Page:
Exceptional software will be scalable no matter how your organization changes in the future, so part of your software assessment process should be accounting for certain future scenarios and seeing if the software measures up.

3. Determine Your Data Needs

The oil and gas industry of the 21st century is awash in data. We have technology that can measure and analyze more information than ever. Yes, each data point may have its own critical business function, but you need tools to decipher why it’s important. Additionally, you can use software and systems to reduce manual processes.

However, not all data is truly created equal or useful for driving company operations. Thus, you should ask three questions about the information you’re generating:

  1. What data do you need?
  2. How do you want the data to work for you?
  3. What are your goals for the data?

For example, your answers to those question could sound something like:

  • Properly houses the data you need in a format that makes sense for your business
  • Seamlessly transform as it moves through different stages of the business lifecycle and reporting.
  • Create standard naming conventions and master data management.

Ultimately, you need to find software that conducts superior analysis to your current in-house efforts. Data can help improve operations internally, including tracking, automation, and consistency while also assisting with external activities such as calculation, analysis, reporting, and auditing.

When you ensure the software can handle the complexity of your data sets so external stakeholders can audit the information, you can make better decisions and have peace of mind.

4. Assess the Software’s Capabilities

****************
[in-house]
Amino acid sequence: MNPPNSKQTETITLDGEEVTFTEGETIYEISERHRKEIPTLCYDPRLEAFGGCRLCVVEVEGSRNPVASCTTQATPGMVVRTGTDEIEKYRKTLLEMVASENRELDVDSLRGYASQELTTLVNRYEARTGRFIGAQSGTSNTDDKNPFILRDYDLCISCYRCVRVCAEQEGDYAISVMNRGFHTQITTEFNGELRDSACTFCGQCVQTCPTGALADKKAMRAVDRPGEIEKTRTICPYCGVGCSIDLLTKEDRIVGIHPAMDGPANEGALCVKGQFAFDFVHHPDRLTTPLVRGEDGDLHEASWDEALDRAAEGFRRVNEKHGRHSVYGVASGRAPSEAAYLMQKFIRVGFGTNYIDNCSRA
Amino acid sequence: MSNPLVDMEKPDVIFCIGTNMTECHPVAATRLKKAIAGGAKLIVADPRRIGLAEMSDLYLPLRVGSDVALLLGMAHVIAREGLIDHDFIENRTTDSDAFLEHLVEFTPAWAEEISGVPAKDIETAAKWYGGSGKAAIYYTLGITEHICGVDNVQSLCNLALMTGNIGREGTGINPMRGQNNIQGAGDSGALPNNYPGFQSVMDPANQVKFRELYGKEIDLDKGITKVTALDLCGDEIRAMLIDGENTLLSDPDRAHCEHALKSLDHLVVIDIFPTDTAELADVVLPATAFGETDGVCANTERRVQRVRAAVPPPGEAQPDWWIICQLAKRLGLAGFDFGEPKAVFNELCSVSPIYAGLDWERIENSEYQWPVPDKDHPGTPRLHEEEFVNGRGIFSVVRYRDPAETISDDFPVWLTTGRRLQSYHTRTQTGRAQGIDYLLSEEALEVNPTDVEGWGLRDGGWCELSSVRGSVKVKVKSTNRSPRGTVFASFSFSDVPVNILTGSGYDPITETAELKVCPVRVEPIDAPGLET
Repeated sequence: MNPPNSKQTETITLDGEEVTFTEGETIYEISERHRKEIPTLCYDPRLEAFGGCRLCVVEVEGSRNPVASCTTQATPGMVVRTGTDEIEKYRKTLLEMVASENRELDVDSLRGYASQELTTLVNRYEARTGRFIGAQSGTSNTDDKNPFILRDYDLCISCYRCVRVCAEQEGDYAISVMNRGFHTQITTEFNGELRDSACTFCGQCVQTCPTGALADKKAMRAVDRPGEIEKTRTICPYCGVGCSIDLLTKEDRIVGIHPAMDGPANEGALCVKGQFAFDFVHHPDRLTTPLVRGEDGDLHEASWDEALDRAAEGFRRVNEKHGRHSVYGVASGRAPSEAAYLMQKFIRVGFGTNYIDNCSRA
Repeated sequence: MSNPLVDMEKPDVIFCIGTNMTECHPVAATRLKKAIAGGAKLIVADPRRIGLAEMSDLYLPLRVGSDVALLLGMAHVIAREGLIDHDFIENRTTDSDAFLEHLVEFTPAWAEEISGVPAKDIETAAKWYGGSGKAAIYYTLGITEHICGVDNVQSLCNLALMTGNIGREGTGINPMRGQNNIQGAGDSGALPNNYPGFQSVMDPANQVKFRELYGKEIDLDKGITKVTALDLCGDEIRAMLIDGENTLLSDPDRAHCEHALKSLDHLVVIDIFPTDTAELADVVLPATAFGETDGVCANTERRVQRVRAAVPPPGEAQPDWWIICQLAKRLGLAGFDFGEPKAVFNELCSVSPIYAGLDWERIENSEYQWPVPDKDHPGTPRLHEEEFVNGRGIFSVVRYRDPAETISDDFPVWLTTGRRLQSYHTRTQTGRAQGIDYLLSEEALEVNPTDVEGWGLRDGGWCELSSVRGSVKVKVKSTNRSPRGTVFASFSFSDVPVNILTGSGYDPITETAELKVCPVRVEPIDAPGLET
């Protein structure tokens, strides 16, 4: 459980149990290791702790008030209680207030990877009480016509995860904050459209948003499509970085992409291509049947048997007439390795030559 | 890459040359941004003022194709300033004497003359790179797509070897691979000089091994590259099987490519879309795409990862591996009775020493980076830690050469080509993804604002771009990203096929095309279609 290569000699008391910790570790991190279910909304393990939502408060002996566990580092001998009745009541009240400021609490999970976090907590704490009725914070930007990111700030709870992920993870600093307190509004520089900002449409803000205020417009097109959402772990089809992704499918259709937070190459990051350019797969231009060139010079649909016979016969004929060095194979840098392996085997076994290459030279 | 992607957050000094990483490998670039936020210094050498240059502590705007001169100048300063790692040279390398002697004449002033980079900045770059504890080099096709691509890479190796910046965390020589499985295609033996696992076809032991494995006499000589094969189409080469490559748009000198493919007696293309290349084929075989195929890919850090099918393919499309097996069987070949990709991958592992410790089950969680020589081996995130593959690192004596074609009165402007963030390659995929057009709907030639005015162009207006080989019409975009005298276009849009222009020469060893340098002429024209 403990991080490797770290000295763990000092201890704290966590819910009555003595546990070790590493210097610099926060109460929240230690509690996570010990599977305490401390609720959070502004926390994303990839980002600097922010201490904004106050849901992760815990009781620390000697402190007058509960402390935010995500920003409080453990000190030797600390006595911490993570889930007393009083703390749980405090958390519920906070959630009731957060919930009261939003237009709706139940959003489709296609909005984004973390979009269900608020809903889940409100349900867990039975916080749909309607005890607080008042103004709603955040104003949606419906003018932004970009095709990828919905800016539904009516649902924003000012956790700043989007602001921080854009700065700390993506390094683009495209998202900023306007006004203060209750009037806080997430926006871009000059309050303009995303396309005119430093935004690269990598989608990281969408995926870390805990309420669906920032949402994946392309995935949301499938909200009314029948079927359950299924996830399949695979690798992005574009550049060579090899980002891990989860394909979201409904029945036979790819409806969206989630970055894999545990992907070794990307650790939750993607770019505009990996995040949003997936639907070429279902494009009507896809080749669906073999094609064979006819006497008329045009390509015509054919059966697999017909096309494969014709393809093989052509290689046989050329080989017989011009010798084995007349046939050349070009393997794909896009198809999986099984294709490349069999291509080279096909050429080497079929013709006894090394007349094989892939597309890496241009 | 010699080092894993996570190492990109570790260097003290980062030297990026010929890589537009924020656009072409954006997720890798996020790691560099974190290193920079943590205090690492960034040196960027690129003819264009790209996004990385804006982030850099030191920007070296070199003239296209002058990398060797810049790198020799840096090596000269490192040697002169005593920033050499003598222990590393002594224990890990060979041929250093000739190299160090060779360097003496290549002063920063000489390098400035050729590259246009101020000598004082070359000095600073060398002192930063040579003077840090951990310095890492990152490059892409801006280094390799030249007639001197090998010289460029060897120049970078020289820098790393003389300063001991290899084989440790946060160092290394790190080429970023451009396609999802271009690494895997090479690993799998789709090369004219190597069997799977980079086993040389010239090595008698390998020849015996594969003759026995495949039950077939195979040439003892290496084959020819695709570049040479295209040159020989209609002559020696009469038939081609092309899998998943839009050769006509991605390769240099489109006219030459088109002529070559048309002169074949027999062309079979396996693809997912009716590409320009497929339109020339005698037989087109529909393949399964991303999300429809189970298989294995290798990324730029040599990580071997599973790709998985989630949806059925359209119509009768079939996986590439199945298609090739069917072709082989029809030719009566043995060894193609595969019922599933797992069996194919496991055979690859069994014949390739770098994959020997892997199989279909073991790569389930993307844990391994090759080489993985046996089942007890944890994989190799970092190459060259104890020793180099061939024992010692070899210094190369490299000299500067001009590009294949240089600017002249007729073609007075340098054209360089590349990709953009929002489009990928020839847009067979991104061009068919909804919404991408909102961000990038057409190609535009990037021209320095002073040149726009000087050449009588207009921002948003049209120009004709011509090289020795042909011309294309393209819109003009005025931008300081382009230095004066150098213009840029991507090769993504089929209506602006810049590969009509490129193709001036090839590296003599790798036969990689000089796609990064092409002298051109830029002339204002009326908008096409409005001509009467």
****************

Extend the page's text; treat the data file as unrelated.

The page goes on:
Once you have determined what you want the software to do for your specific business needs, it’s time to learn what the software actually can do. You also need to identify what fits into your current and future business expectations. We recommend paying close attention to the following considerations:

  • What are your essential business requirements?
  • How is the software hosted?
  • What are you willing to spend upfront?
  • What is the cost in relation to your business requirements?
  • Are there any regional or geographical considerations in play?

Ensure that you have a clear understanding by using these questions as a guide. to all of those questions if you are to effectively gauge whether or not the oil and gas software is right for you.

How Can My Business Avoid Problems with New Oil and Gas Software?

While no one software will do everything, you still need to find the one that’s right for your company. Even then, you need to prepare for problems and concerns that might arise, both before and after you make a purchase.

Before the Purchase

We recommend completing a thorough gap analysis that addresses the following:

  • Operational needs
  • Business needs
  • System needs
  • Scalability

As we said earlier, one size doesn’t fit all, so keep an open mind by paying attention to what you need now and into the future to avoid surprises.

After the Purchase

In our experience, oil and gas companies have negative experiences with a software purchase for one distinct reason: they forced it to match their processes.

Remember that business processes run your company, not technology. You must ensure the system meets your business processes and work on ways to improve or make your business processes more efficient by leveraging the technology. You should also assess whether the tech can scale as your business models change.

It also a good idea to work directly with the software vendor as they are invested in making sure you maximize the functionality of the software. Additionally, many oil and gas software companies have active online user groups where you can talk to other users, increase your education, and raise issues about the product.

Effective Oil and Gas Software Must Address Your Company’s Needs

Partner with EAG Inc., to facilitate your software evaluation process. We deliver on time, on budget software evaluations and recommendations that help set oil and gas organizations up with a new standard of operational excellence.